show me the green

Monaco: The City Of Glam, Grands Prix, And Sustainable Urban Gardens

In the ritzy principality with no arable land, an urban farming revolution is taking place — all perched on the rooftops of Monaco’s glided casinos and hotels.

Monaco: The City Of Glam, Grands Prix, And Sustainable Urban Gardens
Terre de Monaco founder Jessica Sbaraglia wants to bring nature to urban dwellers.

The last thing you’d expect to find in Monaco is a chicken. A live one, mind — and not a fancy Michelin-starred bird presented on a porcelain plate. But that’s exactly what you’d discover on a rooftop next to Monaco’s tallest skyscraper: 60 plump chickens traipsing about a thriving, verdant garden.

It’s not the only green space that’s popping up in space-starved Monaco. Since 2016, social enterprise Terre de Monaco has set up over 1600 square meters — about one and a half Olympic-size pools — of rooftop terraces and gardens across the principality. They produce vegetables — including courgettes, aubergines, and 40 different varieties of tomatoes — and have an apiary of 10 beehives to accompany their sizeable flock of chickens, much to the amusement of nearby residents.

“I’m proud of my chickens. They live with a sea view below one of the most expensive apartments in the world,” laughs Terre de Monaco founder Jessica Sbaraglia. 

Sbaraglia with her flock of chickens on a rooftop garden.Patrick Aventurier

The urban farming initiative has even found some royal fans. Sbaraglia’s first urban garden under the project — a 30 square meter plot — continues to thrive within the grounds of reigning monarch Prince Albert II’s Foundation.

With 80 percent of the city’s surface covered by buildings and modern landscape, Monaco makes for the perfect candidate for urban farming; as Sbaraglia explains, she first got the idea when she looked out her window and saw swathes of barren rooftops across the city.

“I lived on the hills near the Princes Grace Hospital, and looking down, I’d see all the flat and empty roofs of the Fontvieille district,” she says. 

Terre de Monaco transforms urban spaces in the city — including rooftops — into usable garden plots.Patrick Aventurier

At the time, Sbaraglia was caring for her own balcony garden. If she could carve out a small space of green in such cramped quarters, thought Sbaraglia, surely more could be done with an entire rooftop.

“So for two years I trained myself as a gardener in different farms — I learned to put together vegetables that complement each other, to promote diversity and balance in a garden, to keep the earth alive and healthy — all without using pesticides,” she says. “I also learned to integrate beehives, because bees help to naturally maintain this ecosystem and biodiversity.”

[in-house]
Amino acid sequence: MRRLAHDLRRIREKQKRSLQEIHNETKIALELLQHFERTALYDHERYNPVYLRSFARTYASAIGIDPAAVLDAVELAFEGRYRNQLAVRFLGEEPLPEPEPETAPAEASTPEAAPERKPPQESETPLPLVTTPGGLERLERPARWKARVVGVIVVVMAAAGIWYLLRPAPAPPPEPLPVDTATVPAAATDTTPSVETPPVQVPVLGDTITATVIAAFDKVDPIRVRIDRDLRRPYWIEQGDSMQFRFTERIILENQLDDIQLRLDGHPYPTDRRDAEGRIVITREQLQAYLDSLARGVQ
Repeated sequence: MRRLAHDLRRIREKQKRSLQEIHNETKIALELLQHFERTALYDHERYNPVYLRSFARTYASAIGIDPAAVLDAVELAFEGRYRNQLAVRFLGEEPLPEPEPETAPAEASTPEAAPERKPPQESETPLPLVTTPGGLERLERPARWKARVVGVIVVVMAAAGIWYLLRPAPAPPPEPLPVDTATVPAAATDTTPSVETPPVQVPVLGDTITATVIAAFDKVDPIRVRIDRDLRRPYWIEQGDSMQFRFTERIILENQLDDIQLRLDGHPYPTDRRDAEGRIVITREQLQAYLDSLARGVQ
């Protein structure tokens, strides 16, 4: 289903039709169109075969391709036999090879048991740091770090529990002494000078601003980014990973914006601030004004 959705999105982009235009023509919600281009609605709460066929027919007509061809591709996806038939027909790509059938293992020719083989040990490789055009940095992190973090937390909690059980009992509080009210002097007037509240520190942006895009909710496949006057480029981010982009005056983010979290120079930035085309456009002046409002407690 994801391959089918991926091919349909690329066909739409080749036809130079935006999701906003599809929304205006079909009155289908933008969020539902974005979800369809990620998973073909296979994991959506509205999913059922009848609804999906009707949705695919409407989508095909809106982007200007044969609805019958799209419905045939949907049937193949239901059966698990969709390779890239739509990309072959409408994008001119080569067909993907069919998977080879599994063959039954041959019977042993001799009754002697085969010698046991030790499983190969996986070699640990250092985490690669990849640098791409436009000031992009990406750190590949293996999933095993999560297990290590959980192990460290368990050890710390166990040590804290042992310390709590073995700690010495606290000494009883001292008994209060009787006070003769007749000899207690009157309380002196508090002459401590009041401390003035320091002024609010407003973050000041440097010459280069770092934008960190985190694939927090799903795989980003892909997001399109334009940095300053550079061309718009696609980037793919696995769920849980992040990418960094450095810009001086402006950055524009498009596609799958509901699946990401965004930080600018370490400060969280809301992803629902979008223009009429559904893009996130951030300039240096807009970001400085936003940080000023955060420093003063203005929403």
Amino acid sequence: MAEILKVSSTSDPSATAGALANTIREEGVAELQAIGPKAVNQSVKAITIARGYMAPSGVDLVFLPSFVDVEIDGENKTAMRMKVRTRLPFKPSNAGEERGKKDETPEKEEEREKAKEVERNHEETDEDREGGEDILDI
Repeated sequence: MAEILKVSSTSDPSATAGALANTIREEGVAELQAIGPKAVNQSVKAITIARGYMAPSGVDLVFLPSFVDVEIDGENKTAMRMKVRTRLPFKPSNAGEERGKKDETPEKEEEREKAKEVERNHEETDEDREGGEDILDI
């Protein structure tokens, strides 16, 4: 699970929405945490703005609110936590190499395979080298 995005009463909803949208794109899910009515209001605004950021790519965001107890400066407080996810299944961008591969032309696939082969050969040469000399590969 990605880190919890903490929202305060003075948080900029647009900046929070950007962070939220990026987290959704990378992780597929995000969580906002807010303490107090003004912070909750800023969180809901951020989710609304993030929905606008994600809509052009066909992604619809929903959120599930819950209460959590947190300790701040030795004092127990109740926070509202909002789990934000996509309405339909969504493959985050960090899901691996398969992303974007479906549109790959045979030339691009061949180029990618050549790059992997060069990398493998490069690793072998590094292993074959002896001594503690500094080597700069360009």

Today Terre de Monaco runs gardens atop some of Monaco’s ritziest addresses: on the low roof of the Monte-Carlo Bay Hotel & Resort is a 400 square meter garden that overlooks the azure sea — it even supplies the hotels’ Michelin-starred restaurant with select produce.

Sbaraglia’s urban farming project has since evolved beyond just a casual hobby. Terre de Monaco maintains vegetable gardens in six schools around the city, where they teach children how to grow their own produce, and to appreciate where their food comes from.

They also have a vegetable garden at the Princess Grace Hospital, near Sbaraglia’s former home, whose view inspired the Terre de Monaco initiative. There, patients are encouraged to tend to the gardens if they wish — or just go for a leisurely stroll through them.

Through the initiative’s six school gardens, Sbaraglia wants to teach kids the importance of sustainability.Terre de Monaco

“We work with the psychiatric department of the hospitals, including patients who suffer from certain conditions like schizophrenia, anorexia, bulimia,” says Sbaraglia, who adds that the programme that has generated “a lot of positive feedback”. 

“The fact that they can taste the salad that they’ve planted and harvested themselves is a source of satisfaction for these people,” she adds.

As for where the harvest goes? The produce is sold directly on-site: for example, vegetables and chicken eggs from the Odeon Tower plot go straight to residents. Often, demand far outstrips supply. 

Sbaraglia says she wants to expand the initiative to other countries. She’s set to launch ‘Terre de Nice’ in the neighbouring French city — this time with rooftop bridges to link the different gardens — and is working on plans for an even larger project in Belgium, which is slated to have a greenhouse, a compost unit, and a wellness centre. 

She’s even keen on the idea of bringing the project to Singapore, which she says shares many similarities with Monaco, in that both are highly-urbanised cities with a penchant for sustainable development. She says: “What better way to bring together city-states like Monaco and Singapore than with a project to protect the environment? People will benefit from nature in many ways, especially in urban cities.”

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